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Old 09-20-2008, 08:10 PM   #1 
Aquabat
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General beta info

Hi y'all.

My roomate at college is thinking about getting a beta fish. She's not sure whether we'd be able to take care of one responsibly, so I told her I'd do the research.

What exactly are the general requirements for having a happy, healthy beta fish?

How often do betas need to eat? Neither of us are ususally in for the weekend, so if they need to be fed daily it probably won't work.

How I know they need warm water, what is their range of tolorance? Our dorm has rather... inelegant heating. Basically, the air conditioning makes it freezing and the heating makes it stuffy, no matter the actual temperature outside. Last year I just turned off the thermostat all winter and relied on the heat from the rest of the building, but I'm not sure that would be so good for the fish.

Do they need special tanks and filters and whatnot?

As you might have guessed, I'm not much of a fish expert (something to do with all the cats in my house, I think), and if you tell me that this is a Bad Idea and I'm an idiot in matters piscine, I will pass the message on to the roomate. Thank you.
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Old 09-20-2008, 08:28 PM   #2 
dramaqueen
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A 2.5 gallon or larger heated, filtered tank is what is usually reccommended. Bettas can be fed once or twice a day. I feed mine twice a day, 2 pellets each time. You can feed it tropical flakes or pellets. If you feed once a day, you could feed it 4-6 a day. You can also feed it freeze-dried bloodworms or freeze-dried brine shrimp as a treat once or twice a week. As for being gone on weekends, it won't hurt the fish to skip a day or two. A lot of people fast their bettas one day a week, to clean out their digestive systems. I hope this info is helpful to you. Info on cycling a tank will have to come from someone else, tho. I know nothing about tanks.
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Old 09-20-2008, 10:41 PM   #3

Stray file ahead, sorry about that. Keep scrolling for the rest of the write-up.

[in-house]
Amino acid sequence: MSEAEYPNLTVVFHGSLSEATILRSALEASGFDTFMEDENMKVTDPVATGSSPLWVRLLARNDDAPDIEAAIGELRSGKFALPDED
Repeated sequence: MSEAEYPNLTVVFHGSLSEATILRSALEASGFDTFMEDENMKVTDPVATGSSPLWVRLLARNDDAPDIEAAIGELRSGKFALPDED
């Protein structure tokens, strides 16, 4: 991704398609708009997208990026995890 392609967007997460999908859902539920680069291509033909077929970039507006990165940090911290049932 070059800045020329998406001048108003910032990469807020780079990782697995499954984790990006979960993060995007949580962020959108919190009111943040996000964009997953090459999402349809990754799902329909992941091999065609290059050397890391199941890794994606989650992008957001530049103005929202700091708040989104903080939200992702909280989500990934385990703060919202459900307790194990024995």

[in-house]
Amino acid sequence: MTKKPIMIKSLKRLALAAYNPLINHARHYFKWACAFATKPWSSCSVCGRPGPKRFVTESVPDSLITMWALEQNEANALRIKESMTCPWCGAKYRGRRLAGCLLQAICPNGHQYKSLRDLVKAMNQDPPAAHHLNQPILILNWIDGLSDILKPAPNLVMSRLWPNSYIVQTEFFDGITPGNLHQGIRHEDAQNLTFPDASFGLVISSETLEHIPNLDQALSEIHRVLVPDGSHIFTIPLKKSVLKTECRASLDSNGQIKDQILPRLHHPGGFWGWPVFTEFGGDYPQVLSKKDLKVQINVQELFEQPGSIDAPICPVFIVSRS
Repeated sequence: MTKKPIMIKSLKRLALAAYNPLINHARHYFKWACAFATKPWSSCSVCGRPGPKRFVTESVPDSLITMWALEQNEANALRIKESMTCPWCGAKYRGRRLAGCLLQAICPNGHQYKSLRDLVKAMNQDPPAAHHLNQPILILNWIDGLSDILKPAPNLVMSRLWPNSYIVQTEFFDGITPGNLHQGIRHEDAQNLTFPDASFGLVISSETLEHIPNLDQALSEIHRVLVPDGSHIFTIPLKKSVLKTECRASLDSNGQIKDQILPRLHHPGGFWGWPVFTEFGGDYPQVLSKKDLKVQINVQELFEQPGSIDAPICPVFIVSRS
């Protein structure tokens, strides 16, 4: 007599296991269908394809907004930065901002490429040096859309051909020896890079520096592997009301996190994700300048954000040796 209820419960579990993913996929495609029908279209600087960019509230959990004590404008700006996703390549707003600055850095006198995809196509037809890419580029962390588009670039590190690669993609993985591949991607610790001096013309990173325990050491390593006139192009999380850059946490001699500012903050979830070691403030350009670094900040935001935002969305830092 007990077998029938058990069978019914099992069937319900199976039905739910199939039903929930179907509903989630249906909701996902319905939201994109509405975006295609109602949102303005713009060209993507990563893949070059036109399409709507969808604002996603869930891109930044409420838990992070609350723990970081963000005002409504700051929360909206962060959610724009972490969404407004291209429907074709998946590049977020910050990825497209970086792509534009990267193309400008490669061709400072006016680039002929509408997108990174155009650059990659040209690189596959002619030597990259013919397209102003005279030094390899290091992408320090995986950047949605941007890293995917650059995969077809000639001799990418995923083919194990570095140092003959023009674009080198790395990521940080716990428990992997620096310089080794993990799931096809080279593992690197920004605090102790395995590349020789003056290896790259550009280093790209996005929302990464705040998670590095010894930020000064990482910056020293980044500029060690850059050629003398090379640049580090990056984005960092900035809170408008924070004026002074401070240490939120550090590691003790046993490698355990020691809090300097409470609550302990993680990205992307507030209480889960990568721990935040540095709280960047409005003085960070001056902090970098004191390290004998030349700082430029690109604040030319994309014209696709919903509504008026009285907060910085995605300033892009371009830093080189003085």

Meatpuppet
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here, read this
http://www.fishforum.com/viewtopic.php?t=17558

i dunno, i myself think its riskey letting a betta go two days a week without food.
they should have a betta flake/pellet food usally two portions daily. (two pellets or enough flakes that he can eat in one minuite is a portion)


and you do have to cyle a tank. that just letting it run with giving it an ammonia souce. this should be done before getting a fish. It could take about a month or a little less. you will have to purchase a master test kit that messures ammonia, nitrite, nitrate, and perhaps PH
read these also, they're about cycling
http://www.fishforum.com/viewtopic.php?t=3738

http://www.fishforum.com/viewtopic.php?t=343
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Old 09-20-2008, 10:45 PM   #4 
dramaqueen
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If you leave for the weekend on friday, you could feed him right before you leave, then feed him when you get back on Sunday.
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Old 09-20-2008, 11:09 PM   #5 
Haeclark
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Google fishless cycle for getting the tank started. You'll need tank conditioners as well to treat the tap water. I use "Jungle Fish Care Made Easy! Start Right with Allantoin".

One other important tip dramaqueen forgot...Betas are aggressive fish, male or female...thus you have to be real careful if you decide to give your beta a tank ("room") mate...Some don't like any other critters in their tank at all, others get alone ok. All depends...but it sucks to find out the hard way (lost my frog Ferggie recently :'S so sad).

Be careful about the decorations in the tank too, as plastic plants can cause harm to their fins, creating tares. Stick with silk, real plants, or soft plastic plants that replicate real ones.

I also noticed...I have found several fish caves with sharp edges inside. Be sure when picking caves, you give a look, and feel inside first.

Good luck with your new beta when and if you guys decide to get one...their great fish with neat personalities, and you'll soon find yourself infatuated with it ;D
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Old 09-21-2008, 02:38 PM   #6 
xst3ph90x
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Ok, well I live in a dorm room now, and I bought my fishie with me.

I used to have him in a tiny tank, and by tiny I mean less than one gallon.

When I moved to school, I got a one gallon tank with an undergravel filter. I didn't get a heater because I know that dorm rooms are hot, and the water would be the right temperature without the heater. If your dorm had air conditioning (which most don't), then get a heater. It IS a necessity.

My betta seems VERY happy in his one gallon tank. A 2.5 gallon or bigger tank is recommended, but because you live in a dorm with limited space, one gallon should be fine, you'll just have to do more water changes.

Personally, I do 50% water changes at least 2-3 times a week. As for feeding, I just went away this weekend. I fed him a little bit more than I usually do on friday, and I fed him as soon as I got back on sunday. Fasting your betta for a day is good for his digestive system anyway.

Bettas are good pets to have at college, they're generally easy to take care of, and they're always a good addition to the room.

I love my betta fish to the max, and I wouldn't trade him for the world.

Just make sure you cycle the tank before you put him in there!
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